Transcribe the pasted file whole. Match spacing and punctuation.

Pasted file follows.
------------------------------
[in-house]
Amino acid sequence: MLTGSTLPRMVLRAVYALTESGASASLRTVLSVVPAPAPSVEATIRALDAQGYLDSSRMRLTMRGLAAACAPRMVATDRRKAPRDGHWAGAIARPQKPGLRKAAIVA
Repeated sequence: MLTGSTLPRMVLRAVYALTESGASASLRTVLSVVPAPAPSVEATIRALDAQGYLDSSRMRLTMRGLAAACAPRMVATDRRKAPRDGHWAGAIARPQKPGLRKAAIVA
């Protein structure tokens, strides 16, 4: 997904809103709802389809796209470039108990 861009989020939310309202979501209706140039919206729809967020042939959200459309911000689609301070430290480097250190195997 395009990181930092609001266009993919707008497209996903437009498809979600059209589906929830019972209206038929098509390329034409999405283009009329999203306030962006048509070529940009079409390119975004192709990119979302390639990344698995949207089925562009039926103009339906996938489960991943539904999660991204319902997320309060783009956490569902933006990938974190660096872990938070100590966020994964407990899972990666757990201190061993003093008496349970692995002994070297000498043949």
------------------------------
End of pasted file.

[in-house]
Amino acid sequence: MLTGSTLPRMVLRAVYALTESGASASLRTVLSVVPAPAPSVEATIRALDAQGYLDSSRMRLTMRGLAAACAPRMVATDRRKAPRDGHWAGAIARPQKPGLRKAAIVA
Repeated sequence: MLTGSTLPRMVLRAVYALTESGASASLRTVLSVVPAPAPSVEATIRALDAQGYLDSSRMRLTMRGLAAACAPRMVATDRRKAPRDGHWAGAIARPQKPGLRKAAIVA
């Protein structure tokens, strides 16, 4: 997904809103709802389809796209470039108990 861009989020939310309202979501209706140039919206729809967020042939959200459309911000689609301070430290480097250190195997 395009990181930092609001266009993919707008497209996903437009498809979600059209589906929830019972209206038929098509390329034409999405283009009329999203306030962006048509070529940009079409390119975004192709990119979302390639990344698995949207089925562009039926103009339906996938489960991943539904999660991204319902997320309060783009956490569902933006990938974190660096872990938070100590966020994964407990899972990666757990201190061993003093008496349970692995002994070297000498043949």